In the penultimate (we love that word here at Lent Madness) matchup of the first round, it's Frances Joseph-Gaudet facing off against John Mason Neale. Six names, two saints, only one will emerge victorious and advance to the next round.
Yesterday Vida Dutton Scudder skated to an easy win over F.D. Maurice, 72% to 28%. She'll face Clare of Assisi in the Saintly Sixteen.
Stay tuned for a special "Tuesday Edition" of Monday Madness in which Tim and Scott wax eloquent(ish) on a variety of Lent Madness topics. It will be epic, as usual.
And finally, if you live in a Super Tuesday state, make your first and most important vote right here at Lent Madness, before heading out to those other polls.
Frances Joseph-Gaudet was born 1861 in Holmesville, Mississippi, during the American Civil War. Of Native American and African American parentage, she moved to New Orleans to pursue her education at Straight College. She breathed fire into every aspect of her calling: as an educator, single mother, social worker, principal, philanthropist, and Christian.
Joseph-Gaudet was a game changer in the world of African American prisoners and youth. She sought reform in the conditions and educational opportunities in prisons, and she brought clothes to the incarcerated. Joseph- Gaudet would often attend the juvenile courts, taking responsibility for youth offenders by bringing them into her home. Joseph-Gaudet wrapped these children and mothers in her love and care, giving them a chance at a better life.
When her home became too small for the number of individuals she brought home from the courts, she purchased a small farm that became the Gaudet Colored Normal and Industrial School. Joseph-Gaudet served as its principal until she donated it to the Episcopal Diocese of Louisiana where it remained a school until the early 1950s. The building later reopened as the Gaudet Episcopal Home in 1954, as an African American children’s home. In 1966, it closed its doors permanently, but the proceeds from the sale of the land continues to fund scholarships for African American children pursuing higher education.
Joseph-Gaudet later moved to Chicago, Illinois, where she died on December 30, 1934. The Episcopal Church added Joseph-Gaudet to the calendar of saints in 2006 for her work in bringing a voice to all people—black, white, old, and young—in the prisons of the South.
Collect for Frances Joseph-Gaudet
Merciful God, who raised up your servant Frances Joseph-Gaudet to work for prison reform and the education of her people: Grant that we, encouraged by the example of her life, may work for those who are denied the fullness of life by reasons of incarceration and lack of access to education; through Jesus Christ, who lives and reigns with you and the Holy Spirit, one God, for ever and ever. Amen.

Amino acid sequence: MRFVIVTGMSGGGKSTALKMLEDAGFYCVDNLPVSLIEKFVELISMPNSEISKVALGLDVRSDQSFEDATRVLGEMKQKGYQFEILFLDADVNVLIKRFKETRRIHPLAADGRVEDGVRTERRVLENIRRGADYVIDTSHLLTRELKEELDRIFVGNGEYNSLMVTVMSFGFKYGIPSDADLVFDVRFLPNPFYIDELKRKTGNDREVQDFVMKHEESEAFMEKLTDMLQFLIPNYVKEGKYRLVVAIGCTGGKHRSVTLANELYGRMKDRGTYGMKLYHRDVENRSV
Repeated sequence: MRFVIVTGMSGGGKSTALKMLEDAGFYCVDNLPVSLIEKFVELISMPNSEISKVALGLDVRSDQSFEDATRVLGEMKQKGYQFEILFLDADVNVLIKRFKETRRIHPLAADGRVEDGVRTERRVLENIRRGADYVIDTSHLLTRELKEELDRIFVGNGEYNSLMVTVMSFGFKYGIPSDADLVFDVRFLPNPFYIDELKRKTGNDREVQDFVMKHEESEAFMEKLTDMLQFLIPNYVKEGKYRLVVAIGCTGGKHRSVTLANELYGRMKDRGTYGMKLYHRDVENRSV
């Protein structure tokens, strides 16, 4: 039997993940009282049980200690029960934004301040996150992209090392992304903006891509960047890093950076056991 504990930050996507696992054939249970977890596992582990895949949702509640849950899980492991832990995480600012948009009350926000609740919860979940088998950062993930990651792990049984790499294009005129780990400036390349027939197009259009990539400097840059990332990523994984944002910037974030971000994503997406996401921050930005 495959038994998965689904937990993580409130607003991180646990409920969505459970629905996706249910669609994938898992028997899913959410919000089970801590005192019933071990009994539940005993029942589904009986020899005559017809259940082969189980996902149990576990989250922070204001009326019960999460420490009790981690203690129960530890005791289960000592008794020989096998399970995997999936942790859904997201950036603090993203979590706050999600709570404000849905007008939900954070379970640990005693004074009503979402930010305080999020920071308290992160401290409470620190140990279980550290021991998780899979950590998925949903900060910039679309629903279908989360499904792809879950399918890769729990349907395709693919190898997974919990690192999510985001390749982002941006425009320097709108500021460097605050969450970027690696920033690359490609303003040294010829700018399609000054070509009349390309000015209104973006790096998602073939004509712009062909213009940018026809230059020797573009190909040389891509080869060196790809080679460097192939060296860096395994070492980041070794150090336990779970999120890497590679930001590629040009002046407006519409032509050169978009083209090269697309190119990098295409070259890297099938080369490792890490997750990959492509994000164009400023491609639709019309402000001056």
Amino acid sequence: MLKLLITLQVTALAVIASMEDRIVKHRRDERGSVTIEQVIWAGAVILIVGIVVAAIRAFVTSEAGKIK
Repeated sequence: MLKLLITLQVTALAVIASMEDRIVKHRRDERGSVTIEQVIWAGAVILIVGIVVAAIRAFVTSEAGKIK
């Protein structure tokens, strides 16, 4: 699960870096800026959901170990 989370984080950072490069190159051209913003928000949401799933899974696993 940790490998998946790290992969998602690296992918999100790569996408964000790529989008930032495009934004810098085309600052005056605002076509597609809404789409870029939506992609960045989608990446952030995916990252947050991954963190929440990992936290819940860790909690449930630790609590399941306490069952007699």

John Mason Neale
John Mason Neale, the prince of hymn translators, was born in the shadow of St. Paul’s Cathedral, London, to an evangelical family in 1818. Neale was deeply influenced by the Oxford Movement, which stressed the apostolic character of the Church of England and sought to put it back in touch with its historical roots. Neale’s imagination was sparked by the vision of a church in touch with the medieval past and alive with the beauty of ornament, architecture, and song.
Neale was ordained a deacon in 1841, but his bishop refused to grant Neale a position based on his theological positions. After finally being ordained a priest, Neale was eventually appointed warden of Sackville College, a home for the elderly poor, in 1846. Refurbishing the chapel from his personal funds, he installed open pews, a rood screen, and two candles and a cross for the altar.
The Bishop of Chichester, offended by this “spiritual haberdashery,” inhibited Neale from functioning as a priest. Stymied, Neale threw himself into translating and writing, while also founding the Sisterhood of Saint Margaret. There were multiple riots because of his theological and liturgical beliefs between 1848 and 1866. His inhibition was formally withdrawn in 1863. Three years later, Neale died from exhaustion at the age of forty-eight on August 6, 1866.
Neale believed deeply in imagination and beauty as pathways to the holy. He won the Setonian Prize for Poetry at Cambridge ten years in a row, and while other members of the Oxford Movement had drawn attention to the old Latin hymns, Neale translated them with a beauty and vigor unsurpassed. Furthermore, he was the first to look eastward and to translate hymns from the great store of Eastern Orthodox materials. Neale communicated his faith with doctrines for the mind, beauty for the senses, and songs for the heart.
Collect for John Mason Neale
Grant, O God, that in all time of our testing we may know your presence and obey your will; that, following the example of your servant John Mason Neale, we may with integrity and courage accomplish what you give us to do, and endure what you give us to bear; through Jesus Christ our Lord, who lives and reigns with you and the Holy Spirit, one God, for ever and ever. Amen.
Frances Joseph-Gaudet vs. John Mason Neale
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